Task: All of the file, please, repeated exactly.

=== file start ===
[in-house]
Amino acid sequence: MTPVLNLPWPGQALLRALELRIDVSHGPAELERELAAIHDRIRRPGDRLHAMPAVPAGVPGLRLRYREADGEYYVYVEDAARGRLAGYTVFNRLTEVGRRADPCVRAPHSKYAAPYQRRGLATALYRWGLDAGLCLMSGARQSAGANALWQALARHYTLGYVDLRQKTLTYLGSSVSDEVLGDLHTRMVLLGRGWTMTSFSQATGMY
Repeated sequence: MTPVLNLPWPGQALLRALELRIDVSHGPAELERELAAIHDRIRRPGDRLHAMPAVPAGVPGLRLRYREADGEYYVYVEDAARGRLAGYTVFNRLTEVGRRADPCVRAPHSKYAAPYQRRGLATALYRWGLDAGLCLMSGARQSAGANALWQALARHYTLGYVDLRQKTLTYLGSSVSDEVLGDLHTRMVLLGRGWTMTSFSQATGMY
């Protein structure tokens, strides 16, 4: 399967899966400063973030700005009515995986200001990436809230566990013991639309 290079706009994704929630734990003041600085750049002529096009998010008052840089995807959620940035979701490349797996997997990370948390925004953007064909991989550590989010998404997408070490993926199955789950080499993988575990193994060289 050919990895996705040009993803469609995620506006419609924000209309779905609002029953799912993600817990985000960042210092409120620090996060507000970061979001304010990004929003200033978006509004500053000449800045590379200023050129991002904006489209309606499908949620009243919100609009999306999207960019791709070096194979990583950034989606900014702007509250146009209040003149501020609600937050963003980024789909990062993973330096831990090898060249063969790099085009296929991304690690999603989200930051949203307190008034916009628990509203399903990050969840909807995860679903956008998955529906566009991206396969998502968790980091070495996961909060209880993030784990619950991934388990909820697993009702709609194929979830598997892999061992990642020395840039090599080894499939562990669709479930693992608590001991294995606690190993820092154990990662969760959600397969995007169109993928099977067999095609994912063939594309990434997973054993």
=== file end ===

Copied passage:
[in-house]
Amino acid sequence: MTPVLNLPWPGQALLRALELRIDVSHGPAELERELAAIHDRIRRPGDRLHAMPAVPAGVPGLRLRYREADGEYYVYVEDAARGRLAGYTVFNRLTEVGRRADPCVRAPHSKYAAPYQRRGLATALYRWGLDAGLCLMSGARQSAGANALWQALARHYTLGYVDLRQKTLTYLGSSVSDEVLGDLHTRMVLLGRGWTMTSFSQATGMY
Repeated sequence: MTPVLNLPWPGQALLRALELRIDVSHGPAELERELAAIHDRIRRPGDRLHAMPAVPAGVPGLRLRYREADGEYYVYVEDAARGRLAGYTVFNRLTEVGRRADPCVRAPHSKYAAPYQRRGLATALYRWGLDAGLCLMSGARQSAGANALWQALARHYTLGYVDLRQKTLTYLGSSVSDEVLGDLHTRMVLLGRGWTMTSFSQATGMY
């Protein structure tokens, strides 16, 4: 399967899966400063973030700005009515995986200001990436809230566990013991639309 290079706009994704929630734990003041600085750049002529096009998010008052840089995807959620940035979701490349797996997997990370948390925004953007064909991989550590989010998404997408070490993926199955789950080499993988575990193994060289 050919990895996705040009993803469609995620506006419609924000209309779905609002029953799912993600817990985000960042210092409120620090996060507000970061979001304010990004929003200033978006509004500053000449800045590379200023050129991002904006489209309606499908949620009243919100609009999306999207960019791709070096194979990583950034989606900014702007509250146009209040003149501020609600937050963003980024789909990062993973330096831990090898060249063969790099085009296929991304690690999603989200930051949203307190008034916009628990509203399903990050969840909807995860679903956008998955529906566009991206396969998502968790980091070495996961909060209880993030784990619950991934388990909820697993009702709609194929979830598997892999061992990642020395840039090599080894499939562990669709479930693992608590001991294995606690190993820092154990990662969760959600397969995007169109993928099977067999095609994912063939594309990434997973054993």